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matt: this is "bloomberg markets ." i'm matt miller in berlin. paul sweeney with me in new york. we are simulcast on bloomberg radio and bloomberg television, and we are thrilled you are joining us. it is 11:00 a.m. in new york, midnight in hong kong, and they are celebrating, shooting off fireworks. for those of you on television, you can see that on the screen. for those of you listening on radio, i will just tell you it looks pretty cool. it looks like a big party. surely very conservative in terms of the lockdowns and covid policy, but it doesn't seem to have affected the brilliance of their fireworks. they are going off all over hong kong. it looks like a fun place to be,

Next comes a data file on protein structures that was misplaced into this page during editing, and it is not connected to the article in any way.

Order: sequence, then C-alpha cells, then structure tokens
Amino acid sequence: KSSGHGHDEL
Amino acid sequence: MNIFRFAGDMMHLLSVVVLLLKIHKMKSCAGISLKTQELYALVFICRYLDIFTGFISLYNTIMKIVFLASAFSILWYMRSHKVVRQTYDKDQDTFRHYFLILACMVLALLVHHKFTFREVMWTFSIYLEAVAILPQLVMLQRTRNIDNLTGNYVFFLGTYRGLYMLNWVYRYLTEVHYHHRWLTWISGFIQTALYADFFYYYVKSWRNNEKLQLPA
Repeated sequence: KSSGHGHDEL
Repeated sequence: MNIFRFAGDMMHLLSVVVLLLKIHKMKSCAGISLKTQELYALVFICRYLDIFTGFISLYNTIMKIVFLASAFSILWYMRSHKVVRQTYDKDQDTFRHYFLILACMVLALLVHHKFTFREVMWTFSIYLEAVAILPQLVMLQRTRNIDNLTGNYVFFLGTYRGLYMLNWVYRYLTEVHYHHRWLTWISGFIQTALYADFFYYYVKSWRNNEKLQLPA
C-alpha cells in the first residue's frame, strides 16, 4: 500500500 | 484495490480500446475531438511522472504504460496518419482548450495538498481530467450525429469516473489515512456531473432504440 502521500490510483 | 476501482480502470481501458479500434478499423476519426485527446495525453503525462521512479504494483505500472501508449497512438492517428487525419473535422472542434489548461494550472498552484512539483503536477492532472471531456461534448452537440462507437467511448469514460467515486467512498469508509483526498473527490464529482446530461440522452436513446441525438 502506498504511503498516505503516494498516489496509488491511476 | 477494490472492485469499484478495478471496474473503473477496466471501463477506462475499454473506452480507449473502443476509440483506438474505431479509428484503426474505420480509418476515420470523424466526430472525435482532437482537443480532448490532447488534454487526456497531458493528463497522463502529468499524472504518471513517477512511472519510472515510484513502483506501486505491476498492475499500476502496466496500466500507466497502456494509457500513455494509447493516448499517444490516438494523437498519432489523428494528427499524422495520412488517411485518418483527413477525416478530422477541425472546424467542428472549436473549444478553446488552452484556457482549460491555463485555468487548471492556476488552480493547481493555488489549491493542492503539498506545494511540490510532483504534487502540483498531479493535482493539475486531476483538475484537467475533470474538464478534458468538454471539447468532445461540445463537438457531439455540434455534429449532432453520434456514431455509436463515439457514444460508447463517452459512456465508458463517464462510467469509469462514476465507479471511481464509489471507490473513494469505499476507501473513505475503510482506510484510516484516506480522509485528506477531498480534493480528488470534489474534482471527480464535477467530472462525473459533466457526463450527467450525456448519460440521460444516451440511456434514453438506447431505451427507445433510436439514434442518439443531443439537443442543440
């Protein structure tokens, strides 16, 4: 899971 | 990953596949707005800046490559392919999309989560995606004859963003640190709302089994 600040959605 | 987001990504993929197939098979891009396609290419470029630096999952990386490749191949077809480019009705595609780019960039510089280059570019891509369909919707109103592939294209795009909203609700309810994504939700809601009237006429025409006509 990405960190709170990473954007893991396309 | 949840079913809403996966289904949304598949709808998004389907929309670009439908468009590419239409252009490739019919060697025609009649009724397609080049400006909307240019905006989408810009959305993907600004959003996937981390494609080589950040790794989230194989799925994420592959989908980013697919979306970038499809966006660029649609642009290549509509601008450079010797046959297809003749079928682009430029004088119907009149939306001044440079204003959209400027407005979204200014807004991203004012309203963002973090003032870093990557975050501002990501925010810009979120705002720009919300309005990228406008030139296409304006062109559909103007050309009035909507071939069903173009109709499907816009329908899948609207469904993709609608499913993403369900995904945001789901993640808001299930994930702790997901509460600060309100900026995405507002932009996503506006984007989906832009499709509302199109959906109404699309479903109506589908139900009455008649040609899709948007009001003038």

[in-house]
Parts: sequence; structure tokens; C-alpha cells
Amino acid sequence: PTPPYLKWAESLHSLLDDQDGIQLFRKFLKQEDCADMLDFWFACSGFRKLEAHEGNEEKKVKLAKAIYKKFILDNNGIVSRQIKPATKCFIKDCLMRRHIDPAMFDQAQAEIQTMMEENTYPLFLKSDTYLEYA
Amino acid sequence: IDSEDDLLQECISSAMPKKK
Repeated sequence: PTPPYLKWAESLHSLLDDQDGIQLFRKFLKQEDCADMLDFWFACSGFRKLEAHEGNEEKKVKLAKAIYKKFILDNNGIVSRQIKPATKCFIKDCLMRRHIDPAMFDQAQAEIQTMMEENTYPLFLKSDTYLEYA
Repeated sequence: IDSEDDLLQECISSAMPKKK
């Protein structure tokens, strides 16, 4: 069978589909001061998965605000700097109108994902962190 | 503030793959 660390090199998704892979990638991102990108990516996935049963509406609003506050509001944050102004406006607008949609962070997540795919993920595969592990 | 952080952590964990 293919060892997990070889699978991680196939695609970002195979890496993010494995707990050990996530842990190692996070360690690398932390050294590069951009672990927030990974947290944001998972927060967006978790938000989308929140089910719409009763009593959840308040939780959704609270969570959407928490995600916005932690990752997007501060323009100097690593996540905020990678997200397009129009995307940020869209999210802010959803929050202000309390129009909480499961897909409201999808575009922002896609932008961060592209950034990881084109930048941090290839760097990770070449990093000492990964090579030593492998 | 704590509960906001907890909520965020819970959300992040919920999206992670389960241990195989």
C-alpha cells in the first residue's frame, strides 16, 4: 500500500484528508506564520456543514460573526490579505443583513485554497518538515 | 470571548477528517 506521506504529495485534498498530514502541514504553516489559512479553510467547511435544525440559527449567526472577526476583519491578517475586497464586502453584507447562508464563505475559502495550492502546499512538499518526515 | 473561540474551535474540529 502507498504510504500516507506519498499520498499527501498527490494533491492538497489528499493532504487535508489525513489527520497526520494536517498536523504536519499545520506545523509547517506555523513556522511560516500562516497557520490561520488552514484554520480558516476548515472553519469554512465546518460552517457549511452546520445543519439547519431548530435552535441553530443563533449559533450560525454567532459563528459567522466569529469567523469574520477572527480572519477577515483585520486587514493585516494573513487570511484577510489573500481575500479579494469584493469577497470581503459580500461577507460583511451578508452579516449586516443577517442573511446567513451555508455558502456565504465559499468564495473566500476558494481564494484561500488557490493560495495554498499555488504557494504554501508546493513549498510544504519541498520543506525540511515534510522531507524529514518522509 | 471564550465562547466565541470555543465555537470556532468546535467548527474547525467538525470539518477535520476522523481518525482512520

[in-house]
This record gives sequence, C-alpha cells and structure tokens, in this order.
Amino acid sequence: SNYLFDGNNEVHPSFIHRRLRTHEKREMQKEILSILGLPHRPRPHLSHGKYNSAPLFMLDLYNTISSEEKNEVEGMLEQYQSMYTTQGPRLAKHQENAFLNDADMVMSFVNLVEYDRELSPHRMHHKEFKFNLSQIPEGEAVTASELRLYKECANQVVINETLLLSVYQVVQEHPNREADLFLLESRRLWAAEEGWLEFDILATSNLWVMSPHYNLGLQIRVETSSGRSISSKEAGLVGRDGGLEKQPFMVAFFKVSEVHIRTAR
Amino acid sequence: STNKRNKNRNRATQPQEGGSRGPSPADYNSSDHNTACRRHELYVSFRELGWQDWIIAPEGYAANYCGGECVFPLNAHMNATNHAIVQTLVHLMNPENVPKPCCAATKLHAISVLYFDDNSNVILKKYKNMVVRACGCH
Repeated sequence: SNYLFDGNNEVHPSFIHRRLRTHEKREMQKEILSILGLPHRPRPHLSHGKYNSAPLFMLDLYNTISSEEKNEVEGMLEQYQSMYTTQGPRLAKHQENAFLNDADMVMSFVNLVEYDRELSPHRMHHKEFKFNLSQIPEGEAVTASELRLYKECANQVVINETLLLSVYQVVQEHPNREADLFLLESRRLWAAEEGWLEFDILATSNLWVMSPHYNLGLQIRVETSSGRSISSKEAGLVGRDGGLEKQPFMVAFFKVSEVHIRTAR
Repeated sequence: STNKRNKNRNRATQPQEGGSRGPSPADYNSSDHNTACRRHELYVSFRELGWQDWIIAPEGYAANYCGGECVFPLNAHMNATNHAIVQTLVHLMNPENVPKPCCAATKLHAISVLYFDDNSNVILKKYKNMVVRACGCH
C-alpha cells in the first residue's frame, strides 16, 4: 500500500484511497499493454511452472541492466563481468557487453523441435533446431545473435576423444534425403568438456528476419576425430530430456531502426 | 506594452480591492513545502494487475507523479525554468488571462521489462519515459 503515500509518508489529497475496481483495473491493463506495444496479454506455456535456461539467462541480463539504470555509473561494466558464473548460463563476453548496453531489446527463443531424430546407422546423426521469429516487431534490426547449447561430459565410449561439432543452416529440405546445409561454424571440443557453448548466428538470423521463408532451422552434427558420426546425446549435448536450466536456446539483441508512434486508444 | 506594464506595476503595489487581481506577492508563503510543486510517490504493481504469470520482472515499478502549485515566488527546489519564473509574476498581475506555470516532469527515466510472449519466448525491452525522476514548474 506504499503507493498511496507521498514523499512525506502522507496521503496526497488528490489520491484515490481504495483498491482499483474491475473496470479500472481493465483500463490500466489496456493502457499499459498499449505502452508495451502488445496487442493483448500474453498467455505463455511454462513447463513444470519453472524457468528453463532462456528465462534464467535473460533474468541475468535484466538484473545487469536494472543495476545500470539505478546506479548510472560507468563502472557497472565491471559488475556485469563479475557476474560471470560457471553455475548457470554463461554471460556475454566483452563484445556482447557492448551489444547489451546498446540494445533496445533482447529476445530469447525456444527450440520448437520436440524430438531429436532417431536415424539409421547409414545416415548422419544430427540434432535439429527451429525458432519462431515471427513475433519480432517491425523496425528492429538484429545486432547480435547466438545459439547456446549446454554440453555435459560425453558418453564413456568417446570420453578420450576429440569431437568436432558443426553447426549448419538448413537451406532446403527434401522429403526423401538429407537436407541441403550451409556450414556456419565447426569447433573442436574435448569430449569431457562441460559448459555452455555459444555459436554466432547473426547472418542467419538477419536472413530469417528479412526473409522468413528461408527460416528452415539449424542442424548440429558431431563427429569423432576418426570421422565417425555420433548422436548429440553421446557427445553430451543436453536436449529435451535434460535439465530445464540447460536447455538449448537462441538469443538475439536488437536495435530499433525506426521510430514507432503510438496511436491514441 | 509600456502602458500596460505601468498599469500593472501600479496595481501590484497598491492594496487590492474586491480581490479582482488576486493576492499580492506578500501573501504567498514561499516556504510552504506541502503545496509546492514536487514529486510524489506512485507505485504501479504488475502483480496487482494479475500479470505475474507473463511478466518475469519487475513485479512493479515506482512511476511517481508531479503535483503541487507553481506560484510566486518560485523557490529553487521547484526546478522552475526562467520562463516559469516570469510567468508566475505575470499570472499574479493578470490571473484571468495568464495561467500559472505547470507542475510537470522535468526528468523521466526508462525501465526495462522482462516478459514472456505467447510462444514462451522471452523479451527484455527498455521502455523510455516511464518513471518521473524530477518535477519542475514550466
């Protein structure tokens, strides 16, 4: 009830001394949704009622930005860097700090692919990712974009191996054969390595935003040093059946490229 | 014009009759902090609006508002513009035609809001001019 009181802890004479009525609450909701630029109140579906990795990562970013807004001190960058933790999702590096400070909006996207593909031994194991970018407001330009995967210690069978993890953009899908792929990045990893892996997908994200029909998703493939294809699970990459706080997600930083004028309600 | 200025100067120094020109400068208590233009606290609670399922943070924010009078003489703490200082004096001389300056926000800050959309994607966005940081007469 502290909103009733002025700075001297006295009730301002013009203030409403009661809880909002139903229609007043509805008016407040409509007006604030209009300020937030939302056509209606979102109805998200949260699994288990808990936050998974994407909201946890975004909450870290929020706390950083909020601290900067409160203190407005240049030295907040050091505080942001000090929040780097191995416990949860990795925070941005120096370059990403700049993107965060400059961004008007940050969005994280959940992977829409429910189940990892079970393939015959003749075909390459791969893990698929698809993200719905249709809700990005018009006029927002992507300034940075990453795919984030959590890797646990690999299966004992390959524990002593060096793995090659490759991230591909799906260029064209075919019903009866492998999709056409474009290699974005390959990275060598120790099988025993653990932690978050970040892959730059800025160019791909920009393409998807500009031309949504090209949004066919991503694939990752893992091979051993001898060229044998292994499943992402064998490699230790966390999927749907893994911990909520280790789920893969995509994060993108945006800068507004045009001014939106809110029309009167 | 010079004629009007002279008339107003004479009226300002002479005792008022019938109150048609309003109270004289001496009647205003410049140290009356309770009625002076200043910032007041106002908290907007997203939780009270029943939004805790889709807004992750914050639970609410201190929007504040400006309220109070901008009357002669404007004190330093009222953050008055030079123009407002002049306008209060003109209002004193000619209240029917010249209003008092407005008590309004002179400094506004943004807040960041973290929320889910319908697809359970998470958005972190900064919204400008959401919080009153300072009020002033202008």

at least visually. paul: it looks great. the question is later on this evening in new york, what is it going to look like in new york city? i will not be in times square. i know you thought i was going to go there, but i'm going to pass on that this year. matt: i thought you were going to a deli in hoboken. paul: i might be going to a deli in hoboken tomorrow to get a worse beef sandwich or something along those lines. matt: i have to guess a lot of people have really scaled-back new year's eve party plans. not that they are not doing anything, but i am going to a small party. dani burger told me earlier she is going to a small party. everyone doing lateral flow tests before the party. so we are all testing to see if we maybe have covid or maybe don't. those of us who test positive hopefully will stay home, and those who don't will go out